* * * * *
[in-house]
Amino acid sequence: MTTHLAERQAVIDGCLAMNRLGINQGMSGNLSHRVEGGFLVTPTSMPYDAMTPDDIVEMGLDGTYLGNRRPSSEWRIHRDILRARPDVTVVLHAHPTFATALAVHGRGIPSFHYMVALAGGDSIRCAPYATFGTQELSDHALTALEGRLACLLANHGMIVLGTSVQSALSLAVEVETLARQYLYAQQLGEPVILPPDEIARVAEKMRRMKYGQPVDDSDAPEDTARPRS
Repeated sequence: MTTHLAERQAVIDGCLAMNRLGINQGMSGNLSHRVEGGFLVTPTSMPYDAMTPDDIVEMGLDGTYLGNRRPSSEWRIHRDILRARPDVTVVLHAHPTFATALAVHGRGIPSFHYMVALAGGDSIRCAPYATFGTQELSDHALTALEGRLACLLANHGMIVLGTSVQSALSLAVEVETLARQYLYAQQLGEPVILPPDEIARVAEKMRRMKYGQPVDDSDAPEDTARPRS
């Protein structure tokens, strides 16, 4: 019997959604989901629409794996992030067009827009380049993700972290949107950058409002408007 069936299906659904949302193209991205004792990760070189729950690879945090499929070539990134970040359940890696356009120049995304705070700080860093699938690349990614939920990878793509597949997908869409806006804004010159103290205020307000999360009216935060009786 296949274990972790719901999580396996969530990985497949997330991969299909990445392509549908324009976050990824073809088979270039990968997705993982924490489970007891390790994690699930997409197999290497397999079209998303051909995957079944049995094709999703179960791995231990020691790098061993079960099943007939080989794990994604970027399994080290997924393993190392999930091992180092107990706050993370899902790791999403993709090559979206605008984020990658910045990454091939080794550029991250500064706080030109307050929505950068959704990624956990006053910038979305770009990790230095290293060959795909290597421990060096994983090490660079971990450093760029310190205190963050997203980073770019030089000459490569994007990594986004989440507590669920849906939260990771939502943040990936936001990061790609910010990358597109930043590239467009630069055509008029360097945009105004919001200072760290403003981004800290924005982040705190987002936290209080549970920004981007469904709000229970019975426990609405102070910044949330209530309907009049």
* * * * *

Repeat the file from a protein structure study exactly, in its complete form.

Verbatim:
[in-house]
Amino acid sequence: MTTHLAERQAVIDGCLAMNRLGINQGMSGNLSHRVEGGFLVTPTSMPYDAMTPDDIVEMGLDGTYLGNRRPSSEWRIHRDILRARPDVTVVLHAHPTFATALAVHGRGIPSFHYMVALAGGDSIRCAPYATFGTQELSDHALTALEGRLACLLANHGMIVLGTSVQSALSLAVEVETLARQYLYAQQLGEPVILPPDEIARVAEKMRRMKYGQPVDDSDAPEDTARPRS
Repeated sequence: MTTHLAERQAVIDGCLAMNRLGINQGMSGNLSHRVEGGFLVTPTSMPYDAMTPDDIVEMGLDGTYLGNRRPSSEWRIHRDILRARPDVTVVLHAHPTFATALAVHGRGIPSFHYMVALAGGDSIRCAPYATFGTQELSDHALTALEGRLACLLANHGMIVLGTSVQSALSLAVEVETLARQYLYAQQLGEPVILPPDEIARVAEKMRRMKYGQPVDDSDAPEDTARPRS
């Protein structure tokens, strides 16, 4: 019997959604989901629409794996992030067009827009380049993700972290949107950058409002408007 069936299906659904949302193209991205004792990760070189729950690879945090499929070539990134970040359940890696356009120049995304705070700080860093699938690349990614939920990878793509597949997908869409806006804004010159103290205020307000999360009216935060009786 296949274990972790719901999580396996969530990985497949997330991969299909990445392509549908324009976050990824073809088979270039990968997705993982924490489970007891390790994690699930997409197999290497397999079209998303051909995957079944049995094709999703179960791995231990020691790098061993079960099943007939080989794990994604970027399994080290997924393993190392999930091992180092107990706050993370899902790791999403993709090559979206605008984020990658910045990454091939080794550029991250500064706080030109307050929505950068959704990624956990006053910038979305770009990790230095290293060959795909290597421990060096994983090490660079971990450093760029310190205190963050997203980073770019030089000459490569994007990594986004989440507590669920849906939260990771939502943040990936936001990061790609910010990358597109930043590239467009630069055509008029360097945009105004919001200072760290403003981004800290924005982040705190987002936290209080549970920004981007469904709000229970019975426990609405102070910044949330209530309907009049």